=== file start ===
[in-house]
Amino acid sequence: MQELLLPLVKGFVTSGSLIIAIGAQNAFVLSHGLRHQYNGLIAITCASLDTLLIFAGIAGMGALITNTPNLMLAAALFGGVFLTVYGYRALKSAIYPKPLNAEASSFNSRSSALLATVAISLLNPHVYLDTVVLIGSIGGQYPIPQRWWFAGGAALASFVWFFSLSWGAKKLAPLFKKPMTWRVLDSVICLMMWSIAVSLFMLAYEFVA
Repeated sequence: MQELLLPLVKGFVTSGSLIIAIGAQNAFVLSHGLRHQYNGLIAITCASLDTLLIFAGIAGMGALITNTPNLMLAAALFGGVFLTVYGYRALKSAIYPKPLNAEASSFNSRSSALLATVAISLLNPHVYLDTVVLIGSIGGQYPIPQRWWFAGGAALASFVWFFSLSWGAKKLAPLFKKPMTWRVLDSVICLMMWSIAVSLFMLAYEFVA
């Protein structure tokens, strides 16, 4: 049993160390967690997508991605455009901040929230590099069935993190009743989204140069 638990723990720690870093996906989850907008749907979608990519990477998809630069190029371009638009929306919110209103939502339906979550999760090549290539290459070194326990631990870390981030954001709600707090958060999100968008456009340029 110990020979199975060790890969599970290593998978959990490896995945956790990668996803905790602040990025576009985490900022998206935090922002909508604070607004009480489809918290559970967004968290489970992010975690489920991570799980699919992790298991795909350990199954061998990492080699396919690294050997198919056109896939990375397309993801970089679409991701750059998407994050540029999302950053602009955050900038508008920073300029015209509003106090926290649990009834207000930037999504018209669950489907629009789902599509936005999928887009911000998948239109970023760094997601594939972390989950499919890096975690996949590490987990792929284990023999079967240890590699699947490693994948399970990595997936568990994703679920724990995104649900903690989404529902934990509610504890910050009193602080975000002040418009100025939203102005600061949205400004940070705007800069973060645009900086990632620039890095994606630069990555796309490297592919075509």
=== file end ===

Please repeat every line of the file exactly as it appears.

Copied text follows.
[in-house]
Amino acid sequence: MQELLLPLVKGFVTSGSLIIAIGAQNAFVLSHGLRHQYNGLIAITCASLDTLLIFAGIAGMGALITNTPNLMLAAALFGGVFLTVYGYRALKSAIYPKPLNAEASSFNSRSSALLATVAISLLNPHVYLDTVVLIGSIGGQYPIPQRWWFAGGAALASFVWFFSLSWGAKKLAPLFKKPMTWRVLDSVICLMMWSIAVSLFMLAYEFVA
Repeated sequence: MQELLLPLVKGFVTSGSLIIAIGAQNAFVLSHGLRHQYNGLIAITCASLDTLLIFAGIAGMGALITNTPNLMLAAALFGGVFLTVYGYRALKSAIYPKPLNAEASSFNSRSSALLATVAISLLNPHVYLDTVVLIGSIGGQYPIPQRWWFAGGAALASFVWFFSLSWGAKKLAPLFKKPMTWRVLDSVICLMMWSIAVSLFMLAYEFVA
């Protein structure tokens, strides 16, 4: 049993160390967690997508991605455009901040929230590099069935993190009743989204140069 638990723990720690870093996906989850907008749907979608990519990477998809630069190029371009638009929306919110209103939502339906979550999760090549290539290459070194326990631990870390981030954001709600707090958060999100968008456009340029 110990020979199975060790890969599970290593998978959990490896995945956790990668996803905790602040990025576009985490900022998206935090922002909508604070607004009480489809918290559970967004968290489970992010975690489920991570799980699919992790298991795909350990199954061998990492080699396919690294050997198919056109896939990375397309993801970089679409991701750059998407994050540029999302950053602009955050900038508008920073300029015209509003106090926290649990009834207000930037999504018209669950489907629009789902599509936005999928887009911000998948239109970023760094997601594939972390989950499919890096975690996949590490987990792929284990023999079967240890590699699947490693994948399970990595997936568990994703679920724990995104649900903690989404529902934990509610504890910050009193602080975000002040418009100025939203102005600061949205400004940070705007800069973060645009900086990632620039890095994606630069990555796309490297592919075509």